Do you have four paws, lots of fur, a nose for mountain air, and eyes for adventure? If you and your furry friends are looking to get your hike on, tell your humans to get you to the Whiteface Region.
These Adirondogs will take you to the summits of a few of their favorite hikes in the area. Which Adirondog are you?
Meet the Adirondogs:
Bailey: Hound mix, age 8 — Favorite snack is carrots because I love playing with them before eating them.
Belle: Border Collie-Lab-Chow mix, age 7 — Favorite treats are sticks, dead things, and those gross beef knuckles they sell at the hardware store.
Dax: Retriever mix, age 1 — Favorite treat is peanut butter.
Eli: Australian Cattle Dog-Jack Russell mix, age 1.5 — Favorite treats are Pupperoni, bacon, and carrots.
Roscoe: Australian Kelpie, age 3 — Favorite treats are Pupperoni and peanut butter.
Zorro: Pitbull-Australian Cattle dog mix, age 3 — Favorite treats are broccoli, venison, and mangos.
Jay Mountain, 3,600 feet in elevation
Zorro’s summer hike
(Zorro) Jay is a favorite among many of my four-legged friends. I think our humans love it just as much as we do, because we keep going back. The first leg of the journey is a 2.5-mile-long trail that takes you up to the western end of the Jay Mountain Ridge. From there the hike up to the summit is not too steep, instead it was recently rerouted to include many switchbacks. This helps avoid or reduce adverse effects such as trail erosion, and also helps to make the climb a lot easier for the humans. Unlike humans, my four paws can bring me anywhere without any problems.
The Ridge is Jay Mountain’s charm. For about 1.5 miles you can follow the open ridge with astounding views. Here you become spoiled with vistas of the Adirondack High Peaks, Lake Champlain, and the Green Mountains of Vermont. I haven’t stopped bugging Adam, my human, to take me back here.
Dax, Bailey, and Eli’s winter sunrise adventure
(Eli) I wasn’t really sure why my human, Emilee, woke me up so early. The sun hadn’t even started to come up. Before I knew it, she had put food in my dish and my hiking harness was on me. About 15 minutes later I was jumping out of the car at the end of this dirt road, in the middle of nowhere, in the cold darkness. I knew it had only been a few months since my "gotcha day" but was she already done with me?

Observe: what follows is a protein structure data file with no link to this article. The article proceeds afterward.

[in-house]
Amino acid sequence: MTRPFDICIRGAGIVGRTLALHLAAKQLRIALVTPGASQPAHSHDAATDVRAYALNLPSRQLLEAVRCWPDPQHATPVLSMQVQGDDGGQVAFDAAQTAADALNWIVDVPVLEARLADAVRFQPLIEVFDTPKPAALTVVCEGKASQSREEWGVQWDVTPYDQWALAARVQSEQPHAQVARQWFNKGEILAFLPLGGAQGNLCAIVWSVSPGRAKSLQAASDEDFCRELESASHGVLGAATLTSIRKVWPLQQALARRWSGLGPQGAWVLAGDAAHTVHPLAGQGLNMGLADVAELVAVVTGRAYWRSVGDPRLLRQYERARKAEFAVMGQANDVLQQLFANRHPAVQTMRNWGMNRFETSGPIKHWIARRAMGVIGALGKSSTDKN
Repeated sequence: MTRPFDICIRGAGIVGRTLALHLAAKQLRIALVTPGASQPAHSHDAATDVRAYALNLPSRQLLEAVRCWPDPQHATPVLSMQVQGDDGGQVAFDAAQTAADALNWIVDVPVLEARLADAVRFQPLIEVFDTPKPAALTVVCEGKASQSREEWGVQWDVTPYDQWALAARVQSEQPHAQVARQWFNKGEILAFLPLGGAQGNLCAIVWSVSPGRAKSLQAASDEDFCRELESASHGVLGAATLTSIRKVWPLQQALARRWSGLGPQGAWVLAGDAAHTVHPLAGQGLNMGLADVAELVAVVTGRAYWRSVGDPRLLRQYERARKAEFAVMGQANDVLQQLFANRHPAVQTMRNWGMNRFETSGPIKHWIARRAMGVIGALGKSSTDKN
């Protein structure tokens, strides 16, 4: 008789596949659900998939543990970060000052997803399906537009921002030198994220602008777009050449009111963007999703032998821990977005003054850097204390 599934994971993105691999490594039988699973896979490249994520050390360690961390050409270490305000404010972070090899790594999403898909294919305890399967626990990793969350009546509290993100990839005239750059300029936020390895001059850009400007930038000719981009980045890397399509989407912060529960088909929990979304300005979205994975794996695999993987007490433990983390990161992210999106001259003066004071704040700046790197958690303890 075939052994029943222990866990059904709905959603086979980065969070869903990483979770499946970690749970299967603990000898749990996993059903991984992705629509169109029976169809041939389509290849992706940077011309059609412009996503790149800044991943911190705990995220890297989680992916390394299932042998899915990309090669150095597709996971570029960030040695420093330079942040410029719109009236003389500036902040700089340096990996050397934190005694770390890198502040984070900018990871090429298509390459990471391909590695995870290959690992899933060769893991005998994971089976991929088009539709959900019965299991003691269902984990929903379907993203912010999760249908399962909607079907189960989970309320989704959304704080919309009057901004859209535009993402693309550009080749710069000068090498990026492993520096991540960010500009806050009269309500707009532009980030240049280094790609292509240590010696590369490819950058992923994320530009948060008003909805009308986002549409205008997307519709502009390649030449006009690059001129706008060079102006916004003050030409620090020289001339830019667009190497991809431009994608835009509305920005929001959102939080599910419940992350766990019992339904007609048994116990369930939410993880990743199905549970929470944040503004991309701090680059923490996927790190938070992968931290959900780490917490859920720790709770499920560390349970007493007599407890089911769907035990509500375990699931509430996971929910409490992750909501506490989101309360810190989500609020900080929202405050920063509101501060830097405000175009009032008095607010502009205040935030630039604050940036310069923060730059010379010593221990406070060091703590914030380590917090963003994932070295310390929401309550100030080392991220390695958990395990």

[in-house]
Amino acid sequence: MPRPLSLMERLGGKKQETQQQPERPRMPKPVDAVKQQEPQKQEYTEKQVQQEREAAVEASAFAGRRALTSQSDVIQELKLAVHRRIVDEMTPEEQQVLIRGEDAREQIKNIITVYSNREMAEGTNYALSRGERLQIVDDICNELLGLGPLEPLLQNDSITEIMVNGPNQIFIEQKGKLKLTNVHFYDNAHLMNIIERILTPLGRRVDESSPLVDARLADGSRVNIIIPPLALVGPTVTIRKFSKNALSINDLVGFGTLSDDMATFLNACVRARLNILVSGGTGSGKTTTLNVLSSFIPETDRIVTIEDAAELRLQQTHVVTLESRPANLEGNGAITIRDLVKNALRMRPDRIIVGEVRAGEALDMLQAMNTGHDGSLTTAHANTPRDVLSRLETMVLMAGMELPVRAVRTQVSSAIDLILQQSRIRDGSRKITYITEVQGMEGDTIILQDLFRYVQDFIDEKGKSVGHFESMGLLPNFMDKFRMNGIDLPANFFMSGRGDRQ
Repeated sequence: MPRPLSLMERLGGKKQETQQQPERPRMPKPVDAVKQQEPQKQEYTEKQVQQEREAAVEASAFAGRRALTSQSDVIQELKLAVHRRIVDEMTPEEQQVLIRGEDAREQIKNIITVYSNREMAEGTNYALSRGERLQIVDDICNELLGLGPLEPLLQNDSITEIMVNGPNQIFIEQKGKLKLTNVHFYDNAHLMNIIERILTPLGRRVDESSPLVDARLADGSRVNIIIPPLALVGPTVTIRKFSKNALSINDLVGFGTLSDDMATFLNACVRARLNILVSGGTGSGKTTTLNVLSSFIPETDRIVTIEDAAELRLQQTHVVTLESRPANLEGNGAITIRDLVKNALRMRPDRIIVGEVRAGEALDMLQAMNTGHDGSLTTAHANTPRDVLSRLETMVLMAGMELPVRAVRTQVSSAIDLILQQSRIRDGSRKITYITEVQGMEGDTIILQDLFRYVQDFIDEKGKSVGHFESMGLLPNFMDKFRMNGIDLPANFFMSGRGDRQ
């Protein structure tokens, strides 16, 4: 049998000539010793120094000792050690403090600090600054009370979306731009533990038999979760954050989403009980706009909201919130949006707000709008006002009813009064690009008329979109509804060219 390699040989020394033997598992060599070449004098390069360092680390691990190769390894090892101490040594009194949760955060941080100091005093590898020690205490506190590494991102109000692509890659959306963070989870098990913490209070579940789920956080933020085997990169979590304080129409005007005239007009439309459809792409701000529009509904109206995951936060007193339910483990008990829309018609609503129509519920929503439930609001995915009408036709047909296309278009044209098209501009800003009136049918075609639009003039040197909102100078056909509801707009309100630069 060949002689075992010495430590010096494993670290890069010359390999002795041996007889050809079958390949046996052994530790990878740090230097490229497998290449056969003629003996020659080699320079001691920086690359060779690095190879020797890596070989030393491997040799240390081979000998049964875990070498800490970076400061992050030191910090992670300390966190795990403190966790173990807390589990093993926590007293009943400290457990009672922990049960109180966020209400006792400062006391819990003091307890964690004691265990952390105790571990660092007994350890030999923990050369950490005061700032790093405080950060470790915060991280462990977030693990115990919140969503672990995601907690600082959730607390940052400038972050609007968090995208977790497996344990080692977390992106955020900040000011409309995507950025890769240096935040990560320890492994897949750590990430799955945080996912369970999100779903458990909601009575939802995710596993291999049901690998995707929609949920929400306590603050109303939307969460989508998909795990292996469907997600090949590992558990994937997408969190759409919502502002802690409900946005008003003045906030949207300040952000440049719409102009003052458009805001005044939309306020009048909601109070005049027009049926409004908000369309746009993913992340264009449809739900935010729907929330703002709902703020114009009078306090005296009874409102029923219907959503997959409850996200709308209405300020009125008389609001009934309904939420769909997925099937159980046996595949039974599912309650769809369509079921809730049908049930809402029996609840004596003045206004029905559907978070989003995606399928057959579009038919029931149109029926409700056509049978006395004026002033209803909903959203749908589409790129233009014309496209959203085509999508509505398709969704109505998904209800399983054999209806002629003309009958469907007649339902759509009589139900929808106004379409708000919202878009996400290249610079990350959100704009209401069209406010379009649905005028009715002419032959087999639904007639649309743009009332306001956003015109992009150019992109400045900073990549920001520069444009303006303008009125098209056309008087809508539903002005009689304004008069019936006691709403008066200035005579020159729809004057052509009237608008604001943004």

Thank goodness I was not alone! My friends Dax and Bailey were already there waiting for us at the trailhead, and my human really does love me after all. We sprinted and played the whole way up the mountain and we didn’t understand why our humans were taking so long. They had these weird things strapped to their feet that they called snowshoes. The snow didn't slow me or my furry friends down, and we all quickly warmed up. Soon we made it to the ridge only to be engulfed by the clouds. Although the sun was now up, we couldn’t see anything. Although we started out in hardly an inch of snow, there was several feet up here to play around in with Dax and Bailey! We all played "keep away" with these large chunks of ice.
I think we can all attest that this was a paw-some hike!
Eli’s first short hike
(Eli) My first hike took place up Bear Den Mountain. It’s a quick one but don’t let that fool you — because it’s short and steep. The trail was a bit difficult to find as we were breaking trail in some deep snow. I kept wondering off trail and my human had to keep telling me where to go. The first time I hiked it, it was a little too cold and windy at the summit for my liking. The view was fantastic so I knew we would be back.
The second time we went I was feeling a lot more ambitious, thinking I could get used to this hiking thing! I’m glad we went again. The summit was a bunch of bare rock offering nearly a 180-degree view. You could see most of the ski trails on Whiteface and the rest of the mountains throughout the valley. It was still windy but a lot warmer than last time. I even hitched a short ride on my human’s backpack! Don’t tell her, but I really wasn’t that tired.
Belle and Roscoe’s dig-doggedy buggy hike
(Roscoe) I knew it. I knew we were going to go for a hike the second we got in the car. I could just smell it, something was up, and boy did we end up going up — for about 3.2 miles to be exact. Belle and I tried desperately to lead the way for our humans, but they wouldn’t run with us, even though we had them on a short leash. The plan was to take our humans up to the Cooper Kiln Pond and then take a short side trail to Cooper Kiln Slide on the way back.
The pond was beautiful! It was not a very large pond but it was filled with lily pads and surrounded by the mountains. We hung out on the rocks and munched on some treats as our humans ate their lunch. Right on the edge of the water was a lean-to we all sat in for a bit. It was a buggy day so although we would have all liked to take in the vista a bit longer, we were off back down the trail and on our way to the slide.
It wasn’t long before we were on the trail to the slide. This slide was a bit of an older slide as everything was starting to grow back in. Belle and her human took off straight up the slide! They were on a mission. My human got distracted by all the wild raspberry bushes hidden among the rubble, so we ended up watching Belle and her human scramble up the barren rock off in the distance.
It was a long day out but worth every tail wag of it! Start preparing for your hike my furry friends!
*Dogs should always remain on a leash when hiking.